How Do I Know if I Need Thyroid? The importance of thyroid metabolism

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The thyroid gland is one of a group of "ductless glands" (hormones) in the human body. These glands secrete powerful chemicals directly into the bloodstream without going through the digestive tract or other "ducts". The thyroid gland secretes thyroxin that helps to regulate metabolism, body temperature (therefore fever), and the immune system. It also interacts with the other body hormones and controls growth and fat metabolism.

In order for the thyroid gland to produce thyroxin, it requires the input of iodine, which is the catalyst for that hormone. However, the modern diet in industrialized countries consists of many depleted, refined, and processed foods. Unfortunately, there are many areas of the world where the soil is deficient in iodine, therefore the plants are also lacking in that element. In the U.S., the population is medicated by the addition of iodine to all manufactured salt. Since salt is added to virtually every food product, iodine is sometimes oversupplied and the onset of 'hyper-thyroidism' among humans is not unusual.

However, there are two chemicals in our environment, Fluorine and Chlorine, which are able to displace the Iodine from the body, or the thyroid gland, and cause a thyroid deficiency. Fluorides (the combination of fluorine with sodium) is added to the municipal water supply of more than 50% of the people in the US, while chlorine is added to virtually every facility that produces and distributes water to the public. These chemicals interfere strongly with iodine and thyroid production and are the reason for widespread low-thyroid conditions or hypo-thyroidism.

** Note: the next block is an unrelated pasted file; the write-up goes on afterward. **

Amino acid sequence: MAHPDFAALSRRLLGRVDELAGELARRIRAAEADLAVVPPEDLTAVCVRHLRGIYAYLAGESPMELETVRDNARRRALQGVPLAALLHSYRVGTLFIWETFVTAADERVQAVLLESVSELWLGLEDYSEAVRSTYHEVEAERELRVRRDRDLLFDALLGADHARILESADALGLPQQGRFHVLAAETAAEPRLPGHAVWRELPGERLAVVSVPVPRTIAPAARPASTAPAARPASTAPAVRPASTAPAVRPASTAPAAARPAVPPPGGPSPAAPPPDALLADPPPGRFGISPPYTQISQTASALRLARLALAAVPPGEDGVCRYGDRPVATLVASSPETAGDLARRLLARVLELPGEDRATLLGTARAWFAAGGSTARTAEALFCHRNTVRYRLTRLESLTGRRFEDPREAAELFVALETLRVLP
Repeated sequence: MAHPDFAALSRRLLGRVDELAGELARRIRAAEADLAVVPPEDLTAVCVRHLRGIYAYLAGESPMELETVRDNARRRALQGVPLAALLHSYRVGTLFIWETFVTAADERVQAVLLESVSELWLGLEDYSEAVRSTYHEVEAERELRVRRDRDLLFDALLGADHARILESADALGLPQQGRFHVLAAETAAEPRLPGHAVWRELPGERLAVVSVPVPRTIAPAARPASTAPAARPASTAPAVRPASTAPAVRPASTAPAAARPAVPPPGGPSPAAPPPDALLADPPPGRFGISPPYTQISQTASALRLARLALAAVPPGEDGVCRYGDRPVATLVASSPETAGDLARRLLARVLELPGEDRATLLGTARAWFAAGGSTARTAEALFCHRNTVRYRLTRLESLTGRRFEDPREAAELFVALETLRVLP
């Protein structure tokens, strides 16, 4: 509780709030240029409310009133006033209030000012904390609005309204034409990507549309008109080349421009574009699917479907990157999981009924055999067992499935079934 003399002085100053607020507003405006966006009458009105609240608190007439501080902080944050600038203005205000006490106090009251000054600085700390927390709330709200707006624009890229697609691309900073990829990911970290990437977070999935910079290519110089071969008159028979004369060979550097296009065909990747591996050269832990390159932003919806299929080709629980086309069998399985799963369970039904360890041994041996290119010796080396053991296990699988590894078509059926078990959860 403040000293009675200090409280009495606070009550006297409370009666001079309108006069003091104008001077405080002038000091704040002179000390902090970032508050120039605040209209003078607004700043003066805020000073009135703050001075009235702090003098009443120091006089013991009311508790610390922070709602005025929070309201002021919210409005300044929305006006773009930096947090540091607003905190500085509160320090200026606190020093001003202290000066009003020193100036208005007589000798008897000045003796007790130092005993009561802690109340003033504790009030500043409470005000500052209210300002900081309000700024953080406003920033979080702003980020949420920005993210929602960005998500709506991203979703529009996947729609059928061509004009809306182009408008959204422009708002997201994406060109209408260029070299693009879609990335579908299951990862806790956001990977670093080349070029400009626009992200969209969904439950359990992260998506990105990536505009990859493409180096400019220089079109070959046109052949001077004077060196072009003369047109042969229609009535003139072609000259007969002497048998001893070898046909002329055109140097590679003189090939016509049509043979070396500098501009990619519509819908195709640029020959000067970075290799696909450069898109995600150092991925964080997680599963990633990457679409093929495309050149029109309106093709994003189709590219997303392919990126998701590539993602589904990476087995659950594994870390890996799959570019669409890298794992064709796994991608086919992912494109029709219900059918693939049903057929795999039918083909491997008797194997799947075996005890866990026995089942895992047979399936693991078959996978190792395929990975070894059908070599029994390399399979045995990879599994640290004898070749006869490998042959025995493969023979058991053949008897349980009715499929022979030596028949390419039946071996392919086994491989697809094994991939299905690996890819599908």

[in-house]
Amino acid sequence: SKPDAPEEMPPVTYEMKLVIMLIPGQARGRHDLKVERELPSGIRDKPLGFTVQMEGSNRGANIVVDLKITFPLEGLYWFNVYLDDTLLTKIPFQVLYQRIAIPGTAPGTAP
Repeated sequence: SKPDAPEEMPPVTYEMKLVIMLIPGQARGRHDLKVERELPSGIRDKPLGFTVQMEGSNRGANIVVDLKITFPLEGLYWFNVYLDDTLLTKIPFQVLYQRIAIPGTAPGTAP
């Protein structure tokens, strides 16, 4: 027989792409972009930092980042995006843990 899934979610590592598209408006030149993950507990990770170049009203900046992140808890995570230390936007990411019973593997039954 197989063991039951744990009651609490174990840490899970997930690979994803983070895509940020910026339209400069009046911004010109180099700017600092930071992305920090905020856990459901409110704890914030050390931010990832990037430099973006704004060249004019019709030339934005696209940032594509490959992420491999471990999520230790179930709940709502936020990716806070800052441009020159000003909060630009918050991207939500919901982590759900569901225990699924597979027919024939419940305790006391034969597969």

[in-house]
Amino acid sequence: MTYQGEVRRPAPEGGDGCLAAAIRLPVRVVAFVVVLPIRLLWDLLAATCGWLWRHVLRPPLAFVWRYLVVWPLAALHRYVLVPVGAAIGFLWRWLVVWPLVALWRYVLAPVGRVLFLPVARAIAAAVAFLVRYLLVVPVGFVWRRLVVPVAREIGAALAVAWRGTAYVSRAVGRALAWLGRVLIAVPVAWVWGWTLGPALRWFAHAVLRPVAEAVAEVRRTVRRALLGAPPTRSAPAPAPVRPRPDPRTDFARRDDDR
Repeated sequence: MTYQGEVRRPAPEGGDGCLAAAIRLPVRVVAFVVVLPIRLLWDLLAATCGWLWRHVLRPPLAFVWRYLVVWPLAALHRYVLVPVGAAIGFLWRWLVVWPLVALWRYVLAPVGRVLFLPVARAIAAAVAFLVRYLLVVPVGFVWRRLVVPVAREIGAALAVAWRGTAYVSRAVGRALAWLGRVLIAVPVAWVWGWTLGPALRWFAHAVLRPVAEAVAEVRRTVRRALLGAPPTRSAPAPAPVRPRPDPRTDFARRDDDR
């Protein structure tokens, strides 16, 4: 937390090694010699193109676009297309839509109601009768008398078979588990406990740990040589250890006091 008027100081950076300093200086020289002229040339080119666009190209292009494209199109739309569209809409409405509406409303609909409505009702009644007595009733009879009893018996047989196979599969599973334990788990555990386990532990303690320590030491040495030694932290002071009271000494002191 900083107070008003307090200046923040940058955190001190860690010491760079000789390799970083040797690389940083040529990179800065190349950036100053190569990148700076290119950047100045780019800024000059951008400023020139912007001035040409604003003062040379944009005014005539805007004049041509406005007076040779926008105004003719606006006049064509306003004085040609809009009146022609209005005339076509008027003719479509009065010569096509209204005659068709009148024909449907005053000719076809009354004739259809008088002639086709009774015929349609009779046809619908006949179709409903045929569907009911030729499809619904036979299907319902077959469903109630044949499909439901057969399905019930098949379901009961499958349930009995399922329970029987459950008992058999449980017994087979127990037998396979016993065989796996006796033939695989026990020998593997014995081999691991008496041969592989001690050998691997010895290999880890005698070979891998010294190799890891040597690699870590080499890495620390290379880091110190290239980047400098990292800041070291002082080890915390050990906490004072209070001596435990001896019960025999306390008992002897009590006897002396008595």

Hypo-thyroidism causes excess fat accumulation, lack of energy because the body is unable to burn calories, and low immune response including allergies. Plus, it causes low body temperature, poor circulation to the extremities, including cold hands and feet. Dr. Gerson found that a high percentage of his cancer patients were low in thyroid function. Dr. Broda Barnes writes in his book, Hypothyroidism - The Unsuspected Illness, that this problem underlies many health problems, including hypoglycemia, tuberculosis, mental diseases, heart disease and many more.

During the years of Dr. Gerson's practice, there was a method available to measure the metabolism: it was called "the Basal Metabolism Test" and simply measured the amount of oxygen a person used at complete rest, without having eaten prior to the test. This amount was then compared to "normal" individuals of the same age and sex and gave a rather accurate reading. These tests are no longer used. Instead, protein-bound iodine is tested chemically in blood samples - and again, according to Broda Barnes, that test is virtually invalid. While it tests iodine in the blood, that is not where the hormone is needed for effectiveness; it must go into the tissues, into the cell, and do its job there -- that of burning sugars to produce energy. The protein-bound iodine in the blood does not show anything. Dr. Barnes urged the following test and used it in his practice for his patients to obtain a reliable reading: